Open Access

Expression of matrix metalloproteinases and tissue inhibitor of matrix metalloproteinases in the hair cycle

  • Authors:
    • Chun Hou
    • Yong Miao
    • Xue Wang
    • Chaoyue Chen
    • Bojie Lin
    • Zhiqi Hu
  • View Affiliations

  • Published online on: May 9, 2016     https://doi.org/10.3892/etm.2016.3319
  • Pages: 231-237
  • Copyright: © Hou et al. This is an open access article distributed under the terms of Creative Commons Attribution License.

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Abstract

According to the growth state of hair follicles, the hair cycle is divided into the anagen, catagen and telogen phases. A number of biological factors have been shown to synchronize with the hair cycle. As an important component of the hair follicle, the extracellular matrix is regulated by matrix metalloproteinases (MMPs) and their inhibitors (tissue inhibitor of matrix metalloproteinases; TIMPs). It has been reported that MMP‑2, MMP‑9 and TIMP‑1 are associated with the hair cycle; however, their expression levels during the hair cycle have not been fully elucidated. Reverse transcription‑polymerase chain reaction and ELISA analysis in the present study demonstrated that, during the hair cycle in mice, mRNA and protein expression levels of MMP‑2 and MMP‑9 were elevated in the anagen phase, and decreased during the catagen and telogen phases. Furthermore, SDS‑PAGE gelatin zymography demonstrated that their activities fluctuated in the hair cycle. Additionally, it was observed that the mRNA and protein expression levels of TIMP‑1 and TIMP-2 were negatively correlated with MMP‑9 and MMP‑2, respectively. Immunohistochemical examination demonstrated that MMP-2 and TIMP-2 were present in all structures of the hair follicle. However, MMP‑9 and TIMP‑1 were locally expressed in certain areas of the hair follicle, such as in the sebaceous gland at the anagen, catagen and telogen phases, and in the inner root sheath at the catagen phase. These results suggested that MMP-2 and MMP-9 may serve an important role in the hair growth cycle.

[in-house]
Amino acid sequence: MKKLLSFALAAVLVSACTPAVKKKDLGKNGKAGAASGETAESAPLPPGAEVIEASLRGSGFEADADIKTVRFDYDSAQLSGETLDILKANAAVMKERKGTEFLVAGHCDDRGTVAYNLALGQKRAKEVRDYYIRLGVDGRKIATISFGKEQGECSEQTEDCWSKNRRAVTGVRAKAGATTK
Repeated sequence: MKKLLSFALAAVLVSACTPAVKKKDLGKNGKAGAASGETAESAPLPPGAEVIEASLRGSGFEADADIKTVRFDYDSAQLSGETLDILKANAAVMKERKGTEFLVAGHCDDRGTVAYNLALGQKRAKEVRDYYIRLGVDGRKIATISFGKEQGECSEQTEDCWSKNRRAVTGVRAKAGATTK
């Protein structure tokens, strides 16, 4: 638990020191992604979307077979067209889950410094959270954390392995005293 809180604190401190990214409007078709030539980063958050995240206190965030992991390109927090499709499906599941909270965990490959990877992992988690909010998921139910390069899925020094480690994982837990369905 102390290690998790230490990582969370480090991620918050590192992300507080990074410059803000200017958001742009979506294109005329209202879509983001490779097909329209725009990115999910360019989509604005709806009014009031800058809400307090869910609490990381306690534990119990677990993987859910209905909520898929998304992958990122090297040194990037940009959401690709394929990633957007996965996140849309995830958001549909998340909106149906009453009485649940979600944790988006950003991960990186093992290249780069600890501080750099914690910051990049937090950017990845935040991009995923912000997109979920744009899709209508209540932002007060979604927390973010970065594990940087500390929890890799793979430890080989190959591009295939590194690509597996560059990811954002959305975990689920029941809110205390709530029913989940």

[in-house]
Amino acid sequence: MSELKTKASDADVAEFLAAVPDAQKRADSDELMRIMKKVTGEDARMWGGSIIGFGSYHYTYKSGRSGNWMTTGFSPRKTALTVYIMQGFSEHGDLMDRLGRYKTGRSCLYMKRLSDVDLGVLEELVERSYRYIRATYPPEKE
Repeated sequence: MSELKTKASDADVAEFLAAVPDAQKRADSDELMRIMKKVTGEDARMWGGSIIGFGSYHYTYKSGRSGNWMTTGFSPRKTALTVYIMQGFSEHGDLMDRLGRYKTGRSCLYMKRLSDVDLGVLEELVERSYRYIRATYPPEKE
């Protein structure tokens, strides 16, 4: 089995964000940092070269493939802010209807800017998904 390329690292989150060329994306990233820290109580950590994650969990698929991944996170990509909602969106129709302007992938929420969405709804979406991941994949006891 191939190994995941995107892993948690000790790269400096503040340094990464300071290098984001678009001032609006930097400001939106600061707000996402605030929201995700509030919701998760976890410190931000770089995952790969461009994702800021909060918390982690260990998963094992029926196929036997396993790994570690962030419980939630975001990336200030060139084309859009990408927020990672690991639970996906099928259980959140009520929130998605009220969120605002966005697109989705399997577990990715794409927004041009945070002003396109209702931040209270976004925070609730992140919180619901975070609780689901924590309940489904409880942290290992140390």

Introduction

The hair cycle is an intrinsic and cyclic system of regenerating tissue (1), which is composed of the anagen (phases of rapid growth; 1–3 weeks), catagen (phases of apoptosis-driven regression; ~2 days) and telogen (phases of relative quiescence; ~2 weeks) phases (Fig. 1). The growth of hair is considered to be a result of the cyclic remodeling of the follicle (2). There are numerous biological factors that regulate or synchronize with the hair cycle (3), such as hormones, growth factors, enzymes and transcriptional factors. Enzymes include ornithine decarboxylase, aromatase and nexin 1. The hair cycle is considered to be a process of tissue regeneration associated with extracellular matrix (ECM) degradation and remodeling (4).

Matrix metalloproteinases (MMPs) are a family of zinc-dependent endopeptidases that can be produced by a number of different types of cells in the skin, including fibroblasts, keratinocytes, macrophages, endothelial cells, mast cells and eosinophils (5). MMPs consist of at least 19 cloned membranes, including the type IV collagenases (such as MMP-2 and MMP-9), metalloelastase, interstitial collagenase, stromelysins, matrilysins and membrane-type MMPs. In addition, increasing evidence demonstrates that MMPs can affect the signaling pathways associated with various factors, such as insulin-like growth factor-binding protein-3, tumor necrosis factor-α (TNF-α), fibroblast growth factor receptor 1 and angiogenic factors (610). MMP-2 and MMP-9 are important members of the MMP superfamily, since they can degrade gelatin, collagen IV, V, VII and X, fibronectin, and elastin (913).